Makes you shiver. Everyone does what Heidler wants on the terrace so we know Marya will take that hand to bed. Even if she has imagined she had something over this couple when she observed Mrs. Heidler so piteously. We can only feel sorry for Marya. She is doomed. As a writer is doomed for imagining her powers of observation might protect her from poverty and the need to bed a brute.

And, yet, when Marya perks up it is to decry a life without risk or danger. That’s what keeps her wild for her husband even after he’s sent to jail in the story. This is a cri de coeur in all of Rhys’s characters as she proclaimed it was for her in life. If you’re betting on being saved by a white man — your dad, Mr. Howard, rich and abusive lovers, a literary editor — and you keep on being dumped, well, you gotta believe in the dare to stay at the table; going for broke is a higher calling, ask any writer.

After Rhys wrote Quartet, there were three more novels set in London between the wars when even if you had a job like typist, or in retail, or chorus girl it didn’t pay well enough to make room and board, not to mention silk stockings. It was expected that you would marry but “fifty percent of women who were single in their late twenties in 1921…stubbornly remained so a decade later. ”[15]

Jobs and rooms for women in their late thirties in 1931 were harder and harder to get, despite there being more women than men in the city.

Rhys was thirty-eight when Quartet came out in 1928, and nearly fifty for Good Morning, Midnight in 1939. Suddenly she was old, the books were depressing, and no one would publish her, not even a short story. As her writing prospects withered, Minna died. Jean had rarely visited her, but it still felt like her mother’s final rejection. Apparently, Jean behaved terribly at the funeral, screaming about her siblings stealing her mother’s money. Public drunkenness became her thing. And it stayed like that for thirty years.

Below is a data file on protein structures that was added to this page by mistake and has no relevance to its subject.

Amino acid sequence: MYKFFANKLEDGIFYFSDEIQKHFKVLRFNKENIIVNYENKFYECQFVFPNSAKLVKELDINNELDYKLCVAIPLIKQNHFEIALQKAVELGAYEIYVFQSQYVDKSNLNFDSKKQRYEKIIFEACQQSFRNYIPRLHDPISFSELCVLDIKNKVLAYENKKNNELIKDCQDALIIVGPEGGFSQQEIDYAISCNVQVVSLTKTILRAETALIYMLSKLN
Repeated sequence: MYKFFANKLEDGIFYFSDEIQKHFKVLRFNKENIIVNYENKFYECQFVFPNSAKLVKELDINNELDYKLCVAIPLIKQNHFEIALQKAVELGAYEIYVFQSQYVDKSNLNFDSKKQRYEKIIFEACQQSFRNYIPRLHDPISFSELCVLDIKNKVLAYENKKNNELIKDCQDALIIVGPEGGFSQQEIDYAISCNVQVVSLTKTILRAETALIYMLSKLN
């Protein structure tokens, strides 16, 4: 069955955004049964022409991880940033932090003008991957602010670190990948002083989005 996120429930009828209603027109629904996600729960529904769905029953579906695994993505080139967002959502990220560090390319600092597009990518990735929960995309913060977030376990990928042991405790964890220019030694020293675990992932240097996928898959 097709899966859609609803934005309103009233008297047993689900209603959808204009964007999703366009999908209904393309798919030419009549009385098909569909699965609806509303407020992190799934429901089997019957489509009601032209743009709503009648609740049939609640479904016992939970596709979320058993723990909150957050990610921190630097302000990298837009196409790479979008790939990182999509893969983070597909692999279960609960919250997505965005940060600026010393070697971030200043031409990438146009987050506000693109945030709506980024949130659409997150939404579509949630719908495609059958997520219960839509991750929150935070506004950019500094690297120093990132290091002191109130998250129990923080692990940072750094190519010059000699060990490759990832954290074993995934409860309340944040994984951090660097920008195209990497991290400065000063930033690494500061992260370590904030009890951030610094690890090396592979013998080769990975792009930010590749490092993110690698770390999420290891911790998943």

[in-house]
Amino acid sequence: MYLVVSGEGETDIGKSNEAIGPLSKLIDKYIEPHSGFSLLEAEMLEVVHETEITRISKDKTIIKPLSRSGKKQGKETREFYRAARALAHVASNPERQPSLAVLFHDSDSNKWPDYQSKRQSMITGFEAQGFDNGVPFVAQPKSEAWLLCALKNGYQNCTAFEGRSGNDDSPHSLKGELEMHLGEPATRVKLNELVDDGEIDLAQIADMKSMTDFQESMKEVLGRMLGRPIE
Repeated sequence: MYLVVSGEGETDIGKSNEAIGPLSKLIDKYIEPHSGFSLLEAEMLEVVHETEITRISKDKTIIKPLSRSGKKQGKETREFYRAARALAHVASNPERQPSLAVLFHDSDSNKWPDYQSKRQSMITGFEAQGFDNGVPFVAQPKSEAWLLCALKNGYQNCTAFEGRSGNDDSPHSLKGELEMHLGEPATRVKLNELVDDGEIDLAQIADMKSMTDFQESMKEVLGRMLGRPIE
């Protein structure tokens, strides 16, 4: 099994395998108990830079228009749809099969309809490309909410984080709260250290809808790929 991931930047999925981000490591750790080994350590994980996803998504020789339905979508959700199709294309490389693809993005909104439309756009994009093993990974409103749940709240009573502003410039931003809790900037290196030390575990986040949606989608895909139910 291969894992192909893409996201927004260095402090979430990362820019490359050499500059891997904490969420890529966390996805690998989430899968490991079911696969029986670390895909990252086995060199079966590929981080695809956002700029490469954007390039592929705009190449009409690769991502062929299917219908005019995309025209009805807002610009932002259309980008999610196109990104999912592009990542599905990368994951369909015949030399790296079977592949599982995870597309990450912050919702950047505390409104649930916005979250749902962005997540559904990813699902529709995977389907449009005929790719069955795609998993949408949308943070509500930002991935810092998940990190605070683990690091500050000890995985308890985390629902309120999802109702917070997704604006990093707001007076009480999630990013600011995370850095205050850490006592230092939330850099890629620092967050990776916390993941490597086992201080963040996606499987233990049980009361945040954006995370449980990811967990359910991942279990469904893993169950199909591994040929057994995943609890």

Jean Rhys, c.1940s

So maybe she was destined to write the prequel to Jane Eyre because who else could know what Bertha meant when she set herself on fire? That’s a Jean Rhys kind of woman. After Wide Sargasso Sea, Jane Eyre reads as predictably as a high tone romance novel. The hole Bertha leaves behind will be filled by Mr. Rochester marrying Jane Eyre. In the end the wimp gets the Imperialist. Whereas Rhys had written the “universal vision of alienation that is as hauntingly modern as anything by her contemporaries.”[16] It remains Rhys’s most popular book.

In the beginning a Black girl, Tia, takes her white friend, Antoinette, (Bertha’s childhood name) swimming. They are both naked in the water. Tia gets out first and steals Antoinette’s dress. Antoinette doesn’t seem to mind wearing Tia’s dress nearly as much as her mother does. This turns out to be a foreshadowing of a Black uprising. Rhys based this on one that occurred in Dominica when she was three, after which the Blacks ridiculed the Crown colony rule and the white planters class.

A picture postcard from c.1910, the “paradise” Jean Rhys left behind.

In the real uprising of 1893, the peasants threw rocks at the English soldiers who were stationed in Roseau. In the story, Tia throws a jagged stone at Antoinette who is concussed and wakes up in a strange bed six weeks later. Emotionally, she has been abducted. Her brother was killed in the mayhem and when she tries to see her mother she attacks the child. To save their plantation, Antoinette is made to marry. Even the narration is taken from her and given to her unnamed husband for the whole description of the sexual “magic” that occurs between them.